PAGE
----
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‘Three Mounted Jockeys,’ By Edgar Degas

Edgar Degas' "Three Mounted Jockeys," drawn between 1885 and 1888. Black ink, white, flesh and rose washes, oil pigments on brown paper, 30.5 x 24 cm (12 x 9 7/16 in.) sheet. (Courtesy Isabella Stewart Gardner Museum)
Edgar Degas' "Three Mounted Jockeys," drawn between 1885 and 1888. Black ink, white, flesh and rose washes, oil pigments on brown paper, 30.5 x 24 cm (12 x 9 7/16 in.) sheet. (Courtesy Isabella Stewart Gardner Museum)

1885-1888

Five works on paper by Edgar Degas were stolen from cabinets in the Short Gallery, the passageway that leads into the large Tapestry Room on the Gardner’s second floor. They were stored with other prints and drawings in cabinets designed by Mrs. Gardner herself. Although he began as a painter of Biblical and historical scenes, Degas, like Manet (who was two years his senior), became famous for his depictions of ordinary life — most notably images of dancers, jockeys, and racing horses. The loss of three drawings of scenes with horses is a significant one.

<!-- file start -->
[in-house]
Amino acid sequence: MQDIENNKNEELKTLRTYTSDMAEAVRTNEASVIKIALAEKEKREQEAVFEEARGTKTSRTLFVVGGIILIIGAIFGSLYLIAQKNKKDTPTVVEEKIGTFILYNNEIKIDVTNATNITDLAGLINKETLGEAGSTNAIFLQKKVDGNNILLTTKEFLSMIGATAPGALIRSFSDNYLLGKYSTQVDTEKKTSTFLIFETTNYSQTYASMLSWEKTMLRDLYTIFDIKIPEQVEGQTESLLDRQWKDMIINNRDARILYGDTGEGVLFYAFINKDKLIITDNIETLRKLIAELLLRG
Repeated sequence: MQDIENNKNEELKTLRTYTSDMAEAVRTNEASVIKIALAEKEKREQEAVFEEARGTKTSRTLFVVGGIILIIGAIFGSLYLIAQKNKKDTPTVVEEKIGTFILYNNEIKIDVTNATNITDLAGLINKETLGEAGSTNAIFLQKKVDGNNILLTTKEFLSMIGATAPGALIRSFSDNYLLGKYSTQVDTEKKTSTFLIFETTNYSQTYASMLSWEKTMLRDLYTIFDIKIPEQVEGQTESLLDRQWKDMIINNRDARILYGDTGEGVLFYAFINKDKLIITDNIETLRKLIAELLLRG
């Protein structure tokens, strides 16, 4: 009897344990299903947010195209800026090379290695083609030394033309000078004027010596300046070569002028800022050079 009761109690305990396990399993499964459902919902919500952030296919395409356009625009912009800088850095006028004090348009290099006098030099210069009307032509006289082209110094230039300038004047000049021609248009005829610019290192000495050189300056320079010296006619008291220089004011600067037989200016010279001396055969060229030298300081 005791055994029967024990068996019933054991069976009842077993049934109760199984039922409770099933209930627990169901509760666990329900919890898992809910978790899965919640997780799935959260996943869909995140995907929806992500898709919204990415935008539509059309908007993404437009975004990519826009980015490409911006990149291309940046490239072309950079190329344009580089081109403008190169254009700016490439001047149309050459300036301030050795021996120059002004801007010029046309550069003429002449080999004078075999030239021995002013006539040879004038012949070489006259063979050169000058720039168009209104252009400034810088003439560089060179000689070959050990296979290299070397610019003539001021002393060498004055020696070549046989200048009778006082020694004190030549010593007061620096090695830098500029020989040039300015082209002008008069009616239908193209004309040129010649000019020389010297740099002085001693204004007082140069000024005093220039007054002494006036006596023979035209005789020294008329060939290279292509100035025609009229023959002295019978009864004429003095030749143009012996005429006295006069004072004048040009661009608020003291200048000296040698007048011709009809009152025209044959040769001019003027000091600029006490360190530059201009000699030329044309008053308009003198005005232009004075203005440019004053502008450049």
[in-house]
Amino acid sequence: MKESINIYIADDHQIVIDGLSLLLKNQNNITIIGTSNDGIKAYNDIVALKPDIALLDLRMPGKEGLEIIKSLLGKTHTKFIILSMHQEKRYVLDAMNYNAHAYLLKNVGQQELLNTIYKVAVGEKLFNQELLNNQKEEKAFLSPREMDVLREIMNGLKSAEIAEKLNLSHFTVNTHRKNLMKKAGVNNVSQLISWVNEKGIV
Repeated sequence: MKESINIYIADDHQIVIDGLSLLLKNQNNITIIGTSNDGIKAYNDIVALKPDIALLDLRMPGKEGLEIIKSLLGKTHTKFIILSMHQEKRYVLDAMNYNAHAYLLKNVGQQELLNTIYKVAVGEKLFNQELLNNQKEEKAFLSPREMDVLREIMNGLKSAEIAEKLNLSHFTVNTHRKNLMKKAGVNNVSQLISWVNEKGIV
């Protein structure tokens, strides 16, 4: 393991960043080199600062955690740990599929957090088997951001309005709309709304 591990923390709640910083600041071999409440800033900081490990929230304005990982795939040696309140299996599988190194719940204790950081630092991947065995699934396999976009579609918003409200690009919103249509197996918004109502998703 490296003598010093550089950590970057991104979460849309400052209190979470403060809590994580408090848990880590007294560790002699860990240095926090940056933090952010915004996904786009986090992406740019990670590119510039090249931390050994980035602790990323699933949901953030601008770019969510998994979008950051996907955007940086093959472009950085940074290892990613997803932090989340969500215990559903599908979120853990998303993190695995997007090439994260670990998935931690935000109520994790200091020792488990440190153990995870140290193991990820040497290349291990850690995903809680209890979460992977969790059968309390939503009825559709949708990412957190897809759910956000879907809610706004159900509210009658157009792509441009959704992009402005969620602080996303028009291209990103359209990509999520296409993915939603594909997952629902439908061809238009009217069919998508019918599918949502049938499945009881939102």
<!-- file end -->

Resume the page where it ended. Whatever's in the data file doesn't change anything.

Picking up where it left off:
“Three Mounted Jockeys” (1885-1888) is a large, unfinished ink drawing (about 12-by-9½ inches), with some touches of oil paint. One of the jockeys, the most clearly visible, is in a striking position on the horse, leaning back with one foot in the stirrups and the other leg stretched out around the horse’s neck. The other two jockeys on this sketch page are harder to see because they’re upside down.

— Written by Lloyd Schwartz


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